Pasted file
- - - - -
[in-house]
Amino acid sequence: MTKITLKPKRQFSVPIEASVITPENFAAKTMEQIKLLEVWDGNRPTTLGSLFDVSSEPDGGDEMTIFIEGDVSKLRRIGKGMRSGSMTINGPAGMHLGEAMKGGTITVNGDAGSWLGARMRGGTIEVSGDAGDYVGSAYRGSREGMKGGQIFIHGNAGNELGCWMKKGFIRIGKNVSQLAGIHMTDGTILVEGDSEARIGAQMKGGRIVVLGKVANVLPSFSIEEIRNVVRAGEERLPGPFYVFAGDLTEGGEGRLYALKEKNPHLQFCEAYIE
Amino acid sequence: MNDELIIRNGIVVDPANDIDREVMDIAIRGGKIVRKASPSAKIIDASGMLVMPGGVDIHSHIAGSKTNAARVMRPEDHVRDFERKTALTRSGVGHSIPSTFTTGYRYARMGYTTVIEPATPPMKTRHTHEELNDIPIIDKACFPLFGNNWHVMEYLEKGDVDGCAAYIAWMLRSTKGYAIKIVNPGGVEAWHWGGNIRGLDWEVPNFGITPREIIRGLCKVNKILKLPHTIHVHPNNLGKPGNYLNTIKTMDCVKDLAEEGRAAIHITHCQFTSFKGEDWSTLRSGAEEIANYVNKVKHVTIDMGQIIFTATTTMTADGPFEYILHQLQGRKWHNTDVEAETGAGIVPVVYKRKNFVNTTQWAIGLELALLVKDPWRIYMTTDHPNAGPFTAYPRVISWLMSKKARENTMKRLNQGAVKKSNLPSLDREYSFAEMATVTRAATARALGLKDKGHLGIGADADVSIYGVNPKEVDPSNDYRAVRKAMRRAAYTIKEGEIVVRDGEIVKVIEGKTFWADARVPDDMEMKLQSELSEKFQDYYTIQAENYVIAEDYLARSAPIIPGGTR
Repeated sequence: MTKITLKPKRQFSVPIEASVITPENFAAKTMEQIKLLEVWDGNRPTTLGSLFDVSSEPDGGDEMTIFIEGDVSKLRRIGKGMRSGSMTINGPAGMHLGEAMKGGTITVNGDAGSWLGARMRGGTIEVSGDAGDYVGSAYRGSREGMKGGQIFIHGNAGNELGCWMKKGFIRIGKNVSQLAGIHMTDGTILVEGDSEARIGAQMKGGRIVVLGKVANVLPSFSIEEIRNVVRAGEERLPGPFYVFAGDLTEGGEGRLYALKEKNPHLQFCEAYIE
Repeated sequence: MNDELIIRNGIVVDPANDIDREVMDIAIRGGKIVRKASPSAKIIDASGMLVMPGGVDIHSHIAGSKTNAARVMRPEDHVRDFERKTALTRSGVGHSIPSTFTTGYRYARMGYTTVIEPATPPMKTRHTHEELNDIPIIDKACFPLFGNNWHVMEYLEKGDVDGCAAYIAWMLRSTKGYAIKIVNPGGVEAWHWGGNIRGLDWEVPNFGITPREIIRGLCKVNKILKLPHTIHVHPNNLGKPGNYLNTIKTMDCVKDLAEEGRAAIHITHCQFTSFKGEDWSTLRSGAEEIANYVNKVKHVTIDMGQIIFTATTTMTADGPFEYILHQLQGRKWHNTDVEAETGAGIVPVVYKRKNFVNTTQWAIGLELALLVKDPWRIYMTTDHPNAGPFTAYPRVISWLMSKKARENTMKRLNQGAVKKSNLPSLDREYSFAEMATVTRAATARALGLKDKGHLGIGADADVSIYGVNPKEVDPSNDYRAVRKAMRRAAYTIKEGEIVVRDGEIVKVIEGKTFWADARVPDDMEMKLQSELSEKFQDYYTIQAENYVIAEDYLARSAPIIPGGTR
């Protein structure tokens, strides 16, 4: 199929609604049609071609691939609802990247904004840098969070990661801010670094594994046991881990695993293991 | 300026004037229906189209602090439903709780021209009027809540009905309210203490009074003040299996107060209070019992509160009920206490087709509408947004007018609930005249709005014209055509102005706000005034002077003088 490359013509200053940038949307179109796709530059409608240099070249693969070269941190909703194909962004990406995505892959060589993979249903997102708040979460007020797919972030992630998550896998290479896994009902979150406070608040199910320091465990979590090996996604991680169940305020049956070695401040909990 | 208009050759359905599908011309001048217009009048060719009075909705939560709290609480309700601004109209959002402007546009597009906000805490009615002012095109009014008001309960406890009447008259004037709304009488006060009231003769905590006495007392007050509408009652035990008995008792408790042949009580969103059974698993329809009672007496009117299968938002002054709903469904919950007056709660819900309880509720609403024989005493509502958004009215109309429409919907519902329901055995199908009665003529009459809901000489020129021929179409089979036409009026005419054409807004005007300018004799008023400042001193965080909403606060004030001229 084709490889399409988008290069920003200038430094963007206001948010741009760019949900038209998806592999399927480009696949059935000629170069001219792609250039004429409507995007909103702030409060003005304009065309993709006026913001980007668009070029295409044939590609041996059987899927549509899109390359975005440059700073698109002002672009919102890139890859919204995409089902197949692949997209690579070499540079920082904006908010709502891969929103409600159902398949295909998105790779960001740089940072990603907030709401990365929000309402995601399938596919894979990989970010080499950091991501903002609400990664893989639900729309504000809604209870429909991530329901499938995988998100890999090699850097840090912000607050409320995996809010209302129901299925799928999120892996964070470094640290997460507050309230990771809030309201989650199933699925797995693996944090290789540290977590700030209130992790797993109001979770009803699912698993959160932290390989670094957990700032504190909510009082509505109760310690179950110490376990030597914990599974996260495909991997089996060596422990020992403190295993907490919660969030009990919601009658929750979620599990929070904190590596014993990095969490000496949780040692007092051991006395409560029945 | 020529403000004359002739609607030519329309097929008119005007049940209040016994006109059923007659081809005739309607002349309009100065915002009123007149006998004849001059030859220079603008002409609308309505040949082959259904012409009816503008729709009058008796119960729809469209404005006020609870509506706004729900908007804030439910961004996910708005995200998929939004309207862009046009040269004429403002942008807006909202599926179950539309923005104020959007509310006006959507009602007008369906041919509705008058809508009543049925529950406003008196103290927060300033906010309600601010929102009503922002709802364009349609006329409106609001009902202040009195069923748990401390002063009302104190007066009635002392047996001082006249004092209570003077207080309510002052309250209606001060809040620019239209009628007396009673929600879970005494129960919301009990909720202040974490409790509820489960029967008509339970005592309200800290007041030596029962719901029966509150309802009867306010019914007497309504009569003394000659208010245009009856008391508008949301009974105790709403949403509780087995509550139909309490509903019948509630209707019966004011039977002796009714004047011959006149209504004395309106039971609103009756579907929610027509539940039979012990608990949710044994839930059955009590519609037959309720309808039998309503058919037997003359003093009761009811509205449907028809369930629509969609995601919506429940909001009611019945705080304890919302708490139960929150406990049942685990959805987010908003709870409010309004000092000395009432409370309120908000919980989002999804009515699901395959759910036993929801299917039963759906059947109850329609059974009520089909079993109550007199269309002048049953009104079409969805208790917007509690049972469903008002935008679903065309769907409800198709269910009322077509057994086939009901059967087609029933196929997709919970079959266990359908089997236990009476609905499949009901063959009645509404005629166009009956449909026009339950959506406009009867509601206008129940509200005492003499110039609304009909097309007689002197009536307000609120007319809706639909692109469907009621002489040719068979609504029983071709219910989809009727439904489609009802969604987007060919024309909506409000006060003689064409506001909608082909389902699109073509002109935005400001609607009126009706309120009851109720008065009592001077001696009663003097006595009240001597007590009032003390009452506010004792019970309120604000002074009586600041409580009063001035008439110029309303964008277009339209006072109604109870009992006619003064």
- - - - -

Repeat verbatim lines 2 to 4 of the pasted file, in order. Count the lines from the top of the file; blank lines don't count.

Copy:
Amino acid sequence: MTKITLKPKRQFSVPIEASVITPENFAAKTMEQIKLLEVWDGNRPTTLGSLFDVSSEPDGGDEMTIFIEGDVSKLRRIGKGMRSGSMTINGPAGMHLGEAMKGGTITVNGDAGSWLGARMRGGTIEVSGDAGDYVGSAYRGSREGMKGGQIFIHGNAGNELGCWMKKGFIRIGKNVSQLAGIHMTDGTILVEGDSEARIGAQMKGGRIVVLGKVANVLPSFSIEEIRNVVRAGEERLPGPFYVFAGDLTEGGEGRLYALKEKNPHLQFCEAYIE
Amino acid sequence: MNDELIIRNGIVVDPANDIDREVMDIAIRGGKIVRKASPSAKIIDASGMLVMPGGVDIHSHIAGSKTNAARVMRPEDHVRDFERKTALTRSGVGHSIPSTFTTGYRYARMGYTTVIEPATPPMKTRHTHEELNDIPIIDKACFPLFGNNWHVMEYLEKGDVDGCAAYIAWMLRSTKGYAIKIVNPGGVEAWHWGGNIRGLDWEVPNFGITPREIIRGLCKVNKILKLPHTIHVHPNNLGKPGNYLNTIKTMDCVKDLAEEGRAAIHITHCQFTSFKGEDWSTLRSGAEEIANYVNKVKHVTIDMGQIIFTATTTMTADGPFEYILHQLQGRKWHNTDVEAETGAGIVPVVYKRKNFVNTTQWAIGLELALLVKDPWRIYMTTDHPNAGPFTAYPRVISWLMSKKARENTMKRLNQGAVKKSNLPSLDREYSFAEMATVTRAATARALGLKDKGHLGIGADADVSIYGVNPKEVDPSNDYRAVRKAMRRAAYTIKEGEIVVRDGEIVKVIEGKTFWADARVPDDMEMKLQSELSEKFQDYYTIQAENYVIAEDYLARSAPIIPGGTR
Repeated sequence: MTKITLKPKRQFSVPIEASVITPENFAAKTMEQIKLLEVWDGNRPTTLGSLFDVSSEPDGGDEMTIFIEGDVSKLRRIGKGMRSGSMTINGPAGMHLGEAMKGGTITVNGDAGSWLGARMRGGTIEVSGDAGDYVGSAYRGSREGMKGGQIFIHGNAGNELGCWMKKGFIRIGKNVSQLAGIHMTDGTILVEGDSEARIGAQMKGGRIVVLGKVANVLPSFSIEEIRNVVRAGEERLPGPFYVFAGDLTEGGEGRLYALKEKNPHLQFCEAYIE